Upon submitting your application, you will receive a confirmation email at the email address that you provide in your application. In some cases, your references may be contacted using the email address that you provide for them and may be asked to provide their recommendation via a web-based form similar to the application form.

Be sure to provide the correct email addresses for you and all of your references to ensure that communications from Princeton University are properly delivered.

For more information send an email to iran@princeton.edu or call 6092580576 .

Call for Papers: Succession in Islamic Law

Conference in Hamburg from 30 to 31 March 2023

The conference addresses the role succession law played in Muslim communities in the past, how it unfolds today and what it implies for future generations. While family law has received extensive attention in Islamic law scholarship, succession law, often dubbed as the last bastion of the supposed immutability of Islamic law, has not been subject to similar scrutiny. This is surprising, given that rules and practices regarding succession are strongly intertwined with family structures and the economy.

We follow a broad definition of succession law, one encompassing all forms of transfer of property between generations. This also includes phenomena not usually associated with succession law, like family foundations (awqāf) or forms of inter vivos transfer of property. We invite submissions that address the intergenerational transfer of property in various historical and regional contexts. Our aim is to bring together different methodological approaches and theoretical perspectives (especially from law, history, economics, anthropology, Middle Eastern/regional studies, gender studies and sociology).

We are particularly, but not exclusively, interested in:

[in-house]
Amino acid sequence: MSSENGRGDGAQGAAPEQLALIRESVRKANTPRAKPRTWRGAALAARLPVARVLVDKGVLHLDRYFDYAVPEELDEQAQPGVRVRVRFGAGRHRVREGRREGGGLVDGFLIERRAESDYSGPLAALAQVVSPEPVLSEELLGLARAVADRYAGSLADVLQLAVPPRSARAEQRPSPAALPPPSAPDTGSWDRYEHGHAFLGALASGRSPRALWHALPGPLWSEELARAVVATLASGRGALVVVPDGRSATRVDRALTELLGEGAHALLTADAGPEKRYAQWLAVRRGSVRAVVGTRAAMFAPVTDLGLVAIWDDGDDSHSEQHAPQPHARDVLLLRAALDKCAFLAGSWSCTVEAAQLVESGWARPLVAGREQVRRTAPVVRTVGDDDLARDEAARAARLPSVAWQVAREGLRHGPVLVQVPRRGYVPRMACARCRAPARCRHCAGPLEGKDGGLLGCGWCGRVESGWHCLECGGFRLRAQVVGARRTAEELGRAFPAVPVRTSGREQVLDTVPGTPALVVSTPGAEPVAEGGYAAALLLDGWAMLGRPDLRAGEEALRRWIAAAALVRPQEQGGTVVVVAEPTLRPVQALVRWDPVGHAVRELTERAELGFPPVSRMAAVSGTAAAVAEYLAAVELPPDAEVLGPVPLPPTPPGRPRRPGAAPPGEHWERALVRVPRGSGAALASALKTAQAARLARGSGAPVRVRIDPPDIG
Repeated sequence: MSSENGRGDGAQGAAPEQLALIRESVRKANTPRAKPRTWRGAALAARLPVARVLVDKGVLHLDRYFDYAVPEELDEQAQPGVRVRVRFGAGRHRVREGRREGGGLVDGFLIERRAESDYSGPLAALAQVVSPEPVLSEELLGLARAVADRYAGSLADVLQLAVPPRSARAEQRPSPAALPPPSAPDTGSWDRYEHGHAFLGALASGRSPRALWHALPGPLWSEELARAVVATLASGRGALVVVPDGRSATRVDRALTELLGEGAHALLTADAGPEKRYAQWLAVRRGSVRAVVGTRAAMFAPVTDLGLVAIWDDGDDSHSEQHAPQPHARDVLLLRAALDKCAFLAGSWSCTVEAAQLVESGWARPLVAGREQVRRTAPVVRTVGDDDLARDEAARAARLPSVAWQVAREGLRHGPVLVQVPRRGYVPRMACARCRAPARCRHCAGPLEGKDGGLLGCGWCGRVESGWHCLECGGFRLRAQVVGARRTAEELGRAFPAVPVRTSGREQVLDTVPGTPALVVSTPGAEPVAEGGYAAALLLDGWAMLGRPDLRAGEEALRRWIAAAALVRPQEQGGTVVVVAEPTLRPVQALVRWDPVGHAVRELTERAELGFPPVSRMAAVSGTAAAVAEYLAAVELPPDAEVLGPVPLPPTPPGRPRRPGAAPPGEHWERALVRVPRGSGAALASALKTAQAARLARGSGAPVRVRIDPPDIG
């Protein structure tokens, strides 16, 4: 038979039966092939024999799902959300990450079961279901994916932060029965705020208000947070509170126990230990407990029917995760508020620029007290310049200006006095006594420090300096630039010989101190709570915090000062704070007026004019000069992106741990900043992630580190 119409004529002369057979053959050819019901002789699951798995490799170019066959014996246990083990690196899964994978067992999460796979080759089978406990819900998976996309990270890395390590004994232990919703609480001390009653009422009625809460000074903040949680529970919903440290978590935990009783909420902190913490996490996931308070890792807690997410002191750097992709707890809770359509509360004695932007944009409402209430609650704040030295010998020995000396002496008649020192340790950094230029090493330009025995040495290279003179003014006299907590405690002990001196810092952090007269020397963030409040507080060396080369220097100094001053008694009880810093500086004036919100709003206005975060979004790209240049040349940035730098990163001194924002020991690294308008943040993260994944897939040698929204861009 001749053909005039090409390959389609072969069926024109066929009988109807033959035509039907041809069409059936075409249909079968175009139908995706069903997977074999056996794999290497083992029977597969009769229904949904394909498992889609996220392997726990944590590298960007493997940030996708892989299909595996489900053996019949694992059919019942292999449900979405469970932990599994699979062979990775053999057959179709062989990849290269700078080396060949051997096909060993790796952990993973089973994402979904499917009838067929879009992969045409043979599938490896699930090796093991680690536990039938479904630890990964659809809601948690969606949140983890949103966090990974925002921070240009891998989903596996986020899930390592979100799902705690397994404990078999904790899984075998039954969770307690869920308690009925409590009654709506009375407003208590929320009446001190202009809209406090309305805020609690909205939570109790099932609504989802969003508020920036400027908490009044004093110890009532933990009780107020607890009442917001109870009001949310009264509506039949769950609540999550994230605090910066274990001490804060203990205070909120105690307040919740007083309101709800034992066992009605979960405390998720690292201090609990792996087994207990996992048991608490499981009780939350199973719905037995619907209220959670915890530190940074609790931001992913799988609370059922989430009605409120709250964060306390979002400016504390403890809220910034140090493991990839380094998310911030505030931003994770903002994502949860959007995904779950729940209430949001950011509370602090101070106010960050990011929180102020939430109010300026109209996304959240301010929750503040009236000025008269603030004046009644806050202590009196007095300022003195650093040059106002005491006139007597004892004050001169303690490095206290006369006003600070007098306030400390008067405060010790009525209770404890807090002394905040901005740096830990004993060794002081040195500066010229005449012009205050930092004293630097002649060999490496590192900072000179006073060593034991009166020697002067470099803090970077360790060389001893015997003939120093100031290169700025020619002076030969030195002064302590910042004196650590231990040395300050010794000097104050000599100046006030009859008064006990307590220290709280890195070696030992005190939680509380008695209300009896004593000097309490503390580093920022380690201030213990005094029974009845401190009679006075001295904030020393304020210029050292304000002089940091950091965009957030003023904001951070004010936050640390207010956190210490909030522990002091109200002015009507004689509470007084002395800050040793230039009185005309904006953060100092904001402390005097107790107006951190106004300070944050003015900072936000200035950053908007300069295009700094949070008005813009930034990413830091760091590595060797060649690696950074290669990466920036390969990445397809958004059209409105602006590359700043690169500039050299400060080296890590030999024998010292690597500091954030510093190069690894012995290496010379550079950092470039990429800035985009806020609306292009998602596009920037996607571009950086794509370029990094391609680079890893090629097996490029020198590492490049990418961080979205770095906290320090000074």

1. The formation of Islamic succession law.
  2. Islamic succession law in the modern nation state.
  3. The intergenerational transfer of property inter vivos and mortis causa through wills, contracts and/or donations.
  4. Inter-religious succession law.
  5. The role of the family waqf.
  6. Succession among Muslim minority communities.Paper Submission: Papers should be based on original, unpublished research. We welcome contributions from scholars of all stages of their career. Please send the abstract of your proposed paper (up to 300 words) by 15 September 2022, to Ms Tess Chemnitzer (chemnitzer@mpipriv.de). We will conduct a blind peer review and send out decisions by 1 October 2022. Publication plans and options will be discussed during the conference.Organization: The Succession in Islamic Law-Conference is being organized by the Research Group “Changes in God’s Law – An Inner-Islamic Comparison of Family and Succession Laws” at the Max Planck Institute for Comparative and International Private Law in Hamburg, Germany. The conference will take place in person in Hamburg, 30-31 March 2023. The program includes a keynote lecture by David Powers (Cornell University).

    Funding: We will provide funding for all presenters (travel costs and accommodation).

    Max Planck Working Group “IGTOPI”: After the conference, interested participants will be invited to join the Max Planck Working Group on the Intergenerational Transfer of Property in Islam (IGTOPI), which is currently being set up. The Working Group will host meetings, provide a platform to exchange ideas and offer opportunities to collaborate on future publications to further the study of Islamic succession law.

I.B.Tauris Studies in Medieval and Early Modern Persian Literature

I.B.Tauris is seeking book proposals for a new academic book series: I.B.Tauris Studies in Medieval and Early Modern Persian Literature.


This series provides a forum for cutting-edge scholarship from established and emerging scholars in the field of Persian literary studies. It publishes monographs that challenge received understandings of the primary source material and offer new ways of approaching both familiar and obscure texts. The series editor and advisory board encourage submissions from authors who adopt a comparative approach to the study of Persian literature that spans genres, periods, regions, and/or languages, however, studies of distinct periods and individual poets (or clusters of poets) will also be considered. The temporal scope of the series is the first millennium of literary production in New Persian, circa 850-1850, encompassing the medieval (or pre-modern) and the early modern periods. The geographical range is the full expanse of the Persianate world, from Anatolia and the Caucasus in the west, through Iran and Afghanistan, to Central and South Asia in the east. Read more

CFP for International Conference on Philosophical Anthropology in Ibn Sina